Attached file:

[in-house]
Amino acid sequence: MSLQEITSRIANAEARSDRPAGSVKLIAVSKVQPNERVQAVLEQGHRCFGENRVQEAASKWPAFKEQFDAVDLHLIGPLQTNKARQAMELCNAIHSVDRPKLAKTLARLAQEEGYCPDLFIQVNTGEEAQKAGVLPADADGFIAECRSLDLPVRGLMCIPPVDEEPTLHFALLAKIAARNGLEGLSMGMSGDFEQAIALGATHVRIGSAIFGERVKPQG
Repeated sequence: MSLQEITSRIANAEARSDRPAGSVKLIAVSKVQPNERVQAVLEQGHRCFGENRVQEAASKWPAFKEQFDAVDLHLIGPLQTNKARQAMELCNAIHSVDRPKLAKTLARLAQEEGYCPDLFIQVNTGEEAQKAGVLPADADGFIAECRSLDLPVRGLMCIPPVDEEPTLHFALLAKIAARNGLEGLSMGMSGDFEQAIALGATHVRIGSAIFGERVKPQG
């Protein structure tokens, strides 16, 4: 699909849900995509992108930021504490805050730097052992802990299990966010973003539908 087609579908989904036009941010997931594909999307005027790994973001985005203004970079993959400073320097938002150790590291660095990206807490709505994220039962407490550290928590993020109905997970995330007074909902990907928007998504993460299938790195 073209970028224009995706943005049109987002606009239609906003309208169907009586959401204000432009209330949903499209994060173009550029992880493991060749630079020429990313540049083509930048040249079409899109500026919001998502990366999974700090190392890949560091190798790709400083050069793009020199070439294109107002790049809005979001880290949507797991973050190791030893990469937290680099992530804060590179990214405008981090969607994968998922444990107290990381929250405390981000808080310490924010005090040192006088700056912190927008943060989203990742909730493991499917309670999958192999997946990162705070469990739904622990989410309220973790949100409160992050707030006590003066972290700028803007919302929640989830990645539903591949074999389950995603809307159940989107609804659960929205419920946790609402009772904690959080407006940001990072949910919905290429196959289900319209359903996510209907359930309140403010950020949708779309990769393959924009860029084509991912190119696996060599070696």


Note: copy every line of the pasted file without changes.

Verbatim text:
[in-house]
Amino acid sequence: MSLQEITSRIANAEARSDRPAGSVKLIAVSKVQPNERVQAVLEQGHRCFGENRVQEAASKWPAFKEQFDAVDLHLIGPLQTNKARQAMELCNAIHSVDRPKLAKTLARLAQEEGYCPDLFIQVNTGEEAQKAGVLPADADGFIAECRSLDLPVRGLMCIPPVDEEPTLHFALLAKIAARNGLEGLSMGMSGDFEQAIALGATHVRIGSAIFGERVKPQG
Repeated sequence: MSLQEITSRIANAEARSDRPAGSVKLIAVSKVQPNERVQAVLEQGHRCFGENRVQEAASKWPAFKEQFDAVDLHLIGPLQTNKARQAMELCNAIHSVDRPKLAKTLARLAQEEGYCPDLFIQVNTGEEAQKAGVLPADADGFIAECRSLDLPVRGLMCIPPVDEEPTLHFALLAKIAARNGLEGLSMGMSGDFEQAIALGATHVRIGSAIFGERVKPQG
């Protein structure tokens, strides 16, 4: 699909849900995509992108930021504490805050730097052992802990299990966010973003539908 087609579908989904036009941010997931594909999307005027790994973001985005203004970079993959400073320097938002150790590291660095990206807490709505994220039962407490550290928590993020109905997970995330007074909902990907928007998504993460299938790195 073209970028224009995706943005049109987002606009239609906003309208169907009586959401204000432009209330949903499209994060173009550029992880493991060749630079020429990313540049083509930048040249079409899109500026919001998502990366999974700090190392890949560091190798790709400083050069793009020199070439294109107002790049809005979001880290949507797991973050190791030893990469937290680099992530804060590179990214405008981090969607994968998922444990107290990381929250405390981000808080310490924010005090040192006088700056912190927008943060989203990742909730493991499917309670999958192999997946990162705070469990739904622990989410309220973790949100409160992050707030006590003066972290700028803007919302929640989830990645539903591949074999389950995603809307159940989107609804659960929205419920946790609402009772904690959080407006940001990072949910919905290429196959289900319209359903996510209907359930309140403010950020949708779309990769393959924009860029084509991912190119696996060599070696």